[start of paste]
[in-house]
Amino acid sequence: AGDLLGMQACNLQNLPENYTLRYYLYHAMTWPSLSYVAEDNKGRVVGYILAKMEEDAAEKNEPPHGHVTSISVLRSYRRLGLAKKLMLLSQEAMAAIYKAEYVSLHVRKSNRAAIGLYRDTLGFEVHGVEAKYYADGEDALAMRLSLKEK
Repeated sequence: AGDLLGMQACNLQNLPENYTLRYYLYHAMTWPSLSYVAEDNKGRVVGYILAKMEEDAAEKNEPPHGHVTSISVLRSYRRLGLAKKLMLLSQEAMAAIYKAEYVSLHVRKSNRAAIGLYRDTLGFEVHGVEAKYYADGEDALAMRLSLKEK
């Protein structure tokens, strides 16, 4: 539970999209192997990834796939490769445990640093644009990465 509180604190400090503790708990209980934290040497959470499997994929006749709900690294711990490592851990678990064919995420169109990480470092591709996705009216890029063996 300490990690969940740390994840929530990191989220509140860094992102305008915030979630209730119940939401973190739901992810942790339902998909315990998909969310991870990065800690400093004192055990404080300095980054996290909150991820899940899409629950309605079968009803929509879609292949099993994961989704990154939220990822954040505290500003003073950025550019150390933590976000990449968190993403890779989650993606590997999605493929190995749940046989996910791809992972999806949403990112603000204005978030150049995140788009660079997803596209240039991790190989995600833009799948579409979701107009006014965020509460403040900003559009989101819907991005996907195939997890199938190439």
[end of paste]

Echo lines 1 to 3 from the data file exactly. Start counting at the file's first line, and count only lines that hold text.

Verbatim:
[in-house]
Amino acid sequence: AGDLLGMQACNLQNLPENYTLRYYLYHAMTWPSLSYVAEDNKGRVVGYILAKMEEDAAEKNEPPHGHVTSISVLRSYRRLGLAKKLMLLSQEAMAAIYKAEYVSLHVRKSNRAAIGLYRDTLGFEVHGVEAKYYADGEDALAMRLSLKEK
Repeated sequence: AGDLLGMQACNLQNLPENYTLRYYLYHAMTWPSLSYVAEDNKGRVVGYILAKMEEDAAEKNEPPHGHVTSISVLRSYRRLGLAKKLMLLSQEAMAAIYKAEYVSLHVRKSNRAAIGLYRDTLGFEVHGVEAKYYADGEDALAMRLSLKEK